“He was definitely intentionally trying to keep me out. Like, just to get me off the team. Just to say that there wasn't proof that I was contributing,” Pokladnik said.

Several athletes said once they were injured, Welker would either force them to compete or cast them aside. For former Missouri gymnast Jordyn Doherty she dealt with both situations as a Missouri gymnast from 2014-2015.

Doherty landed awkwardly at a scrimmage and tore ligaments in her foot. She said, even though her foot was black and blue and in a boot for a month, Welker didn’t relent. 

Jordyn Doherty (right) is wearing a boot in this photo. She says coach Shannon Welker pushed her even while she nursed this injury.

“I was trying to get across to Shannon that ‘I can barely walk. Like I really need you to work with me here,’” Doherty said.

Athletes inside the gym said extreme pressure made them adopt harmful dieting habits. Doherty said the pressure pushed her to extreme lengths.

“I was going to the extent of taking laxatives and not eating. And when I was eating, I was eating celery, and I don’t like celery at all. But I was holding my nose just to get celery down just to get something in my body,” Doherty said.  

A head coach can add or remove players at their discretion, but Welker’s approach left many athletes feeling without clear reasoning. Privacy laws and other collegiate athletics policies make it even more difficult for the media and general public to know what is happening inside programs.

Doherty didn’t compete in the 2014-2015 season because of her foot injury. She had made it to the end of year banquet, and she said the coaching staff spoke highly of her return. 

“At the banquet in front of my friends, my family, my teammates, staff, [Coach Welker] said, ‘We’re so excited to have you, Jordyn, back. She’s gonna be a great aspect to the team when her foot is healed,’” Doherty said.

A few days later, Doherty said, she was called into Welker’s office where he told her she was removed from the team.

“There was no reason behind it. He said ‘I don’t have words. I don’t know what you want me to say,’” Doherty said.

In a phone call recorded by Doherty’s family, Doherty asked Welker why she was removed. Between long pauses, he mentioned that they didn’t see eye-to-eye on objectives and there was an issue with her attitude. His response ended with “You know, I don’t know what you want specifically on there.”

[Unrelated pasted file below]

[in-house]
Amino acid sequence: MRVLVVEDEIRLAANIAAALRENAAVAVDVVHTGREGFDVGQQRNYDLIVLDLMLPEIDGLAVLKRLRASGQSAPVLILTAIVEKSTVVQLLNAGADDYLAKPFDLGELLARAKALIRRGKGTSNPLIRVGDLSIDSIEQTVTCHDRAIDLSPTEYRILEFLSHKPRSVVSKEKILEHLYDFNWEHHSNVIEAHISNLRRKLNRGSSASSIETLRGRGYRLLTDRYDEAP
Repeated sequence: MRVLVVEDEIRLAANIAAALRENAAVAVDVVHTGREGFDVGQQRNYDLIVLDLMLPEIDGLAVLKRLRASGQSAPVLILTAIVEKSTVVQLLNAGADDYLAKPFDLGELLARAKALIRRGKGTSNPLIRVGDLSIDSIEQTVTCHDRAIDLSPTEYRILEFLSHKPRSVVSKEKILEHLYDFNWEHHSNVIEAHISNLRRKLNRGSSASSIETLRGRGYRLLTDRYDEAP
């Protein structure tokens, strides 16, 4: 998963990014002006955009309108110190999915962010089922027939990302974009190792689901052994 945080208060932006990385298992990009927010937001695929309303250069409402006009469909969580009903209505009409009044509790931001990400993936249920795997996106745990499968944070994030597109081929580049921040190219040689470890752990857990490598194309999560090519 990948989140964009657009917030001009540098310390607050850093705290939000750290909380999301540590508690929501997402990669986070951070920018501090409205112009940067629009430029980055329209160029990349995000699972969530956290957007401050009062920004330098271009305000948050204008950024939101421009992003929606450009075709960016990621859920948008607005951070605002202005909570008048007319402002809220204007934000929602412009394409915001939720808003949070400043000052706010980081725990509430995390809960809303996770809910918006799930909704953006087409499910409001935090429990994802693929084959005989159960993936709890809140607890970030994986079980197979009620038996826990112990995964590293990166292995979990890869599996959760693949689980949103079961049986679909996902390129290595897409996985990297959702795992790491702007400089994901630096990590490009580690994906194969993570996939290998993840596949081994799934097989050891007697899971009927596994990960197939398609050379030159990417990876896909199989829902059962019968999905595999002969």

Listen below:

 

After competing in some anchor positions for MU, Pokladnik said, she was called into Welker’s office for end of year meetings where she learned she would no longer be on the team.

“He told me that I wasn't good enough, that I didn't try hard enough and that I wasn't a good fit for the team. You know how hard I work, you know what I came in here to do and everything you just said was not true. He had nothing to say. He basically sat there and almost nodded his head at me in agreement,” Pokladnik said.

Pokladnik said Welker told her she had a spot as a walk on, but Pokladnik declined the offer and transferred to Iowa State the following season.

Doherty and Pokladnik left the team following a decision from Welker, but Updike chose on her own to leave the team.

Updike - an All-American and one of MU’s most decorated gymnasts - walked away from the gymnastics team before her final senior season. She attempted to transfer schools after leaving the team, but Mizzou Athletics barred her request.

After she left, Welker said in interviews that Updike had “personal reasons” to leave.

“He knew why I wasn't on the team anymore. It was because I wouldn't sign that contract. That's the only reason why I wasn't there,” Updike said.

Updike said Welker attempted to have her sign a contract detailing the amount of events she would perform in during the gymnastics season. Updike could not provide KOMU 8 News with a copy of the contract.

When reflecting on their time at MU, all of the gymnast shared the same thought.

“There just has to be a change with the family aspect of it, and I don't know if he can do that,” Updike said.

Pokladnik said, “I remember a girl from my club team who was visiting Missouri for like an opportunity to go there and I remember like texting her and being like ‘Do not go there.'”

Doherty said, “To the recruits that are coming in, don’t. Don’t even try. Go somewhere you’re gonna have an amazing experience. Go somewhere where you’re gonna get that because you’re not gonna get that here, not with Shannon.”

Yzaguirre said, “I would want to find a gymnastics program with a coach that I knew truly cared about me as a person and I don't think that that is found here with Coach Welker"


KOMU 8 News reached out to Welker, Morgan Porter, Athletic Director Jim Sterk and former Athletic Director Mike Alden multiple times. They all either declined to comment or did not respond to requests.

Nick Joos, Missouri's Senior Associate Athletic Director for Strategic Communications, said in an email to KOMU 8 News: Our goal is to provide the best possible student-athlete experience, and we utilize a variety of scheduled and informal opportunities to gather feedback from our student-athletes.”

KOMU 8 News reached out again for comment on specific on-the-record claims by athletes, but Joos said Mizzou Athletics wouldn't comment on anonymous allegations.

Despite being told the sources are named and on the record, Joos responded, "They are anonymous in the fact that they have not brought their concerns to the appropriate staff within the athletic department."

(Editors Note: This story was previously published with a reference to a contract involving Rachel Updike. KOMU 8 News added more information to explain the statement.)